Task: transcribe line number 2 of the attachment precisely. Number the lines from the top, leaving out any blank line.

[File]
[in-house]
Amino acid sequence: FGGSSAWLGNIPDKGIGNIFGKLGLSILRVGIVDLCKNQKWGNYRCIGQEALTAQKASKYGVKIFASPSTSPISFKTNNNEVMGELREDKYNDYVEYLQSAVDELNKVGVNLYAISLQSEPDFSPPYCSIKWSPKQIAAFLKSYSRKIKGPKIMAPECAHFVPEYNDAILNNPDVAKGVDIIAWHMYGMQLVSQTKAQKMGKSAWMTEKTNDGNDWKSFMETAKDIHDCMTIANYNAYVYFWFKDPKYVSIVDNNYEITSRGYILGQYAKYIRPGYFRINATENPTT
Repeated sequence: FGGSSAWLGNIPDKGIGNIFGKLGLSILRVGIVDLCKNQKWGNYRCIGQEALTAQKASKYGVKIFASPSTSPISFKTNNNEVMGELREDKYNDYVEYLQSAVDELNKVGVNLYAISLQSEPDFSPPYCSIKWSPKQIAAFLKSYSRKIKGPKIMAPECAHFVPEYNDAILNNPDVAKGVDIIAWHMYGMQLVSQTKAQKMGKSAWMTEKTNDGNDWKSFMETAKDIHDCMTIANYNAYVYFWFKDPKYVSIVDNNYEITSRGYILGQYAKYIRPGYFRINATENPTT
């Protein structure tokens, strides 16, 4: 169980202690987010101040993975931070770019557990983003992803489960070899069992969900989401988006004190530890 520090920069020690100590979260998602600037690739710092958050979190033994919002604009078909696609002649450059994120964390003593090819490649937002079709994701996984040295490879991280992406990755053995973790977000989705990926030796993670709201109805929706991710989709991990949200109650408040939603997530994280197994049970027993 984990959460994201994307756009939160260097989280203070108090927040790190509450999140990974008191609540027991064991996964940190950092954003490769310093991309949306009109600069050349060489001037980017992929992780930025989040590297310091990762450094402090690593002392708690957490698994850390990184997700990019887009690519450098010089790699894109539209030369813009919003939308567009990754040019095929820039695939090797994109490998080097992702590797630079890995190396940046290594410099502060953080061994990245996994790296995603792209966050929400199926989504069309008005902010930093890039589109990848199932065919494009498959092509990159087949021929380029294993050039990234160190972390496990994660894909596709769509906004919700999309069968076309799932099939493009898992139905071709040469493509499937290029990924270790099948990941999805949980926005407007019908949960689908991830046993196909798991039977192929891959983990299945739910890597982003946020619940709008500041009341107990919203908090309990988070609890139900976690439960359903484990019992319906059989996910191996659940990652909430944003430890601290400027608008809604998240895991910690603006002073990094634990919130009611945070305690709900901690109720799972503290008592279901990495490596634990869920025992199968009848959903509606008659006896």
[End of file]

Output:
Amino acid sequence: FGGSSAWLGNIPDKGIGNIFGKLGLSILRVGIVDLCKNQKWGNYRCIGQEALTAQKASKYGVKIFASPSTSPISFKTNNNEVMGELREDKYNDYVEYLQSAVDELNKVGVNLYAISLQSEPDFSPPYCSIKWSPKQIAAFLKSYSRKIKGPKIMAPECAHFVPEYNDAILNNPDVAKGVDIIAWHMYGMQLVSQTKAQKMGKSAWMTEKTNDGNDWKSFMETAKDIHDCMTIANYNAYVYFWFKDPKYVSIVDNNYEITSRGYILGQYAKYIRPGYFRINATENPTT